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Global benchmark Brent crude fell Monday as supplies from Saudi Arabia and Russia rose while economic growth stumbled in Asia amid escalating trade disputes with the United States.
A flurry of announcements over the weekend unsettled oil markets.
U.S. President Donald Trump tweeted on Saturday that Saudi Arabia's King Salman bin Abdulaziz Al Saud had agreed to pump more oil, "maybe up to 2,000,000 barrels." The White House later walked back on the comments.
Saudi Arabia's output is up by 700,000 barrels per day (bpd) from May, a Reuters survey showed, and close to its 10.72 million bpd record from November 2016.
"There seems to be great uncertainty about how much oil will be added to the supply side of the market," said Gene McGillian, vice president of market research at Tradition Energy in Stamford, Connecticut, referring to how much Saudi Arabia's spare capacity will be able to offset shortages around the world. "How this really is going to play out seems to be up in the air."
Production from the Organization of the Petroleum Exporting Countries increased by 320,000 bpd in June, according to a Reuters survey published Monday. The 12 OPEC members with supply reduction targets increased output by 680,000 bpd compared to May.
Russian output rose to 11.06 million bpd in June from 10.97 million bpd in May, the Energy Ministry said on Monday.
U.S. production has soared 30 percent in the past two years, to 10.9 million bpd, meaning the world's three biggest oil producers now churn out almost 11 million bpd each, meeting a third of global oil demand.
Also weighing on oil demand are trade disputes between the United States and other major economies including China, the European Union, India and Canada.
"Recurring salvos in the trade war and falling asset prices raise the question of how much tariffs could damage the global economy," U.S. bank JPMorgan said.
The bank said a "medium-intensity (trade) conflict would likely reduce global economic growth by at least 0.5 percent, "before accounting for tighter financial conditions and sentiment shocks."
Despite the relief from Saudi Arabia and Russia, oil markets remain tense because of unplanned outages from Canada to Venezuela and Libya.
Looming U.S. sanctions against Iran further contribute to expected tightness. U.S. crude hit a 3½-year high last week after the Trump administration said it is pushing oil buyers to completely cut off imports from Iran by November.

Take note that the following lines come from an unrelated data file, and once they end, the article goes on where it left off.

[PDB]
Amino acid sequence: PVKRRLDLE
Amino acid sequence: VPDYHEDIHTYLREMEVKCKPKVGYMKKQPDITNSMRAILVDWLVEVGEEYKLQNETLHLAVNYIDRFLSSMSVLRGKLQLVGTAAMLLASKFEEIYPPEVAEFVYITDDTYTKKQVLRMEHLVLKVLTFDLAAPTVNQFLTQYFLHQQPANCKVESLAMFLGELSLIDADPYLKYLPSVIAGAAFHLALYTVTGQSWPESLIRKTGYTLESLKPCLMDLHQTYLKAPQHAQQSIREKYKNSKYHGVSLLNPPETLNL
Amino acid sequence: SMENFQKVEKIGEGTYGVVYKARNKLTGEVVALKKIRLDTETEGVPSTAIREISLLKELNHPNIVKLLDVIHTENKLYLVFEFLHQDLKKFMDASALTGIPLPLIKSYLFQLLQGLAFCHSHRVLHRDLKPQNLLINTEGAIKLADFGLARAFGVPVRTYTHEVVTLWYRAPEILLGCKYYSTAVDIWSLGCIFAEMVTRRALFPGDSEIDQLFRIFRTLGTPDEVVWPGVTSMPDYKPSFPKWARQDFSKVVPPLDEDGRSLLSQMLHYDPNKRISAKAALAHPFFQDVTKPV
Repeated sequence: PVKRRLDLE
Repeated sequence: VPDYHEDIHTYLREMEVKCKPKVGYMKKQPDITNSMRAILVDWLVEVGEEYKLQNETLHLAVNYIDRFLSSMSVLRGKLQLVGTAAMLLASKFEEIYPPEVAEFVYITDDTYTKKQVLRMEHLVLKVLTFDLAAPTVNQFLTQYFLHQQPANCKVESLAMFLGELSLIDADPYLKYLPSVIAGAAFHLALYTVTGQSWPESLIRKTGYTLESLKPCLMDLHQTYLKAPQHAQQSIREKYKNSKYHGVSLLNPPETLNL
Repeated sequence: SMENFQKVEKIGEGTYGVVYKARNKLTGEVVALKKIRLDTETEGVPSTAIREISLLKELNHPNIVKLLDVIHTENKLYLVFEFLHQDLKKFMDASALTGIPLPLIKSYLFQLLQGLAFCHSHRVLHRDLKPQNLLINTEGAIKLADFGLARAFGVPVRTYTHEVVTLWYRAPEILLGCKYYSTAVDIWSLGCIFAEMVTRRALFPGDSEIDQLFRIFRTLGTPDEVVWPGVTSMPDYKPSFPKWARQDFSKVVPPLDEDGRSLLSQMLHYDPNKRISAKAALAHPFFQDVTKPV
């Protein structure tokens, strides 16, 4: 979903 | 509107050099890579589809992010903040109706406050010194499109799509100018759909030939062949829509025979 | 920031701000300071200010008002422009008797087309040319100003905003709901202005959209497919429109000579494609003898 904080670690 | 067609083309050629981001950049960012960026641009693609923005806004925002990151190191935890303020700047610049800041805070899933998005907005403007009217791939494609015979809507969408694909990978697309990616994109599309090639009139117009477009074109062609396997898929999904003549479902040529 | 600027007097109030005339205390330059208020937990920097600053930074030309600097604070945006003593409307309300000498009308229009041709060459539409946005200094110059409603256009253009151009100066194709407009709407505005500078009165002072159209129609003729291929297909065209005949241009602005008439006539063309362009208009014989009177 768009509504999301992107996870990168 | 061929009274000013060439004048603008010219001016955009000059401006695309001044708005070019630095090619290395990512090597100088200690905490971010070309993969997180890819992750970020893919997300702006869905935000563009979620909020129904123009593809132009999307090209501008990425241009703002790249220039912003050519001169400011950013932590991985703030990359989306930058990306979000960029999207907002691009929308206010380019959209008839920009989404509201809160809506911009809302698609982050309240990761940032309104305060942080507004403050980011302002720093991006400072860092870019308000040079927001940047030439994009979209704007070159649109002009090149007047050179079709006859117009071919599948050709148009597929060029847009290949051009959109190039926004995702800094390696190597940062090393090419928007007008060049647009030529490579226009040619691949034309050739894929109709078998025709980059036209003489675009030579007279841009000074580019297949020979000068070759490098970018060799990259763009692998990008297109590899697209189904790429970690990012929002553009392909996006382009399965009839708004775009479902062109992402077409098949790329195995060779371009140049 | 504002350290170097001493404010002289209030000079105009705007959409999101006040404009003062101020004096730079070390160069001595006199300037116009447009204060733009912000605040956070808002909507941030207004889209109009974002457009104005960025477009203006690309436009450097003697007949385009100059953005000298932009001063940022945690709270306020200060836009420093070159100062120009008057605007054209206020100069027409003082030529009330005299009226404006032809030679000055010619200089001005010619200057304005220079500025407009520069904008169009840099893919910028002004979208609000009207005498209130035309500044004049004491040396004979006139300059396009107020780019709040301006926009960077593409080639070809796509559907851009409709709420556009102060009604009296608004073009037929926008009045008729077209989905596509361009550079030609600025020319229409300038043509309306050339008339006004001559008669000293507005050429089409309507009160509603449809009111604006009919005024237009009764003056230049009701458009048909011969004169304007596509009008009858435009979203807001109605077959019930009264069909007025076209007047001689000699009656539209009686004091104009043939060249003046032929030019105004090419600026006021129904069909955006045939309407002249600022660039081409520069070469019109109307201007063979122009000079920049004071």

Trump threatened in an interview that aired on Sunday to put sanctions on European companies that do business with Iran.
"The Trump administration's plan for Iran sanctions is now abundantly clear. They seek to push Iranian exports of crude, condensate, and oil products to zero," energy consultancy FGE said in a note.
Trump's Nov. 4 deadline to end Iranian crude purchases comes just two days before most Americans vote in midterm elections. The policy threatens to wipe out much of the gasoline price relief that U.S. drivers usually get in the fall.
U.S. crude briefly strengthened mid-session, buoyed by concerns about supply levels at the Cushing, Oklahoma delivery hub.
The premium for U.S. crude for the front month compared with the second month widened on Monday. The move indicates that the market expects supply shortages to be more severe in the short term.
"The pace of decline at drawdowns of U.S. inventories is startling," said John Kilduff, a partner at Again Capital Management in New York.
Information provider Genscape said U.S. crude inventories at Cushing had fallen in the week, traders said. Genscape said stockpiles at the hub were down 3.2 million barrels in the week to June 22, but rose slightly in the four following days to June 26.
Cushing supplies are down partially due to an outage in Canada. Production at Syncrude Canada's oil sands facility near Fort McMurray, Alberta is likely to remain offline at least through July, a Suncor Energy Inc spokeswoman reaffirmed on Tuesday.
— CNBC's Tom DiChristopher contributed to this report.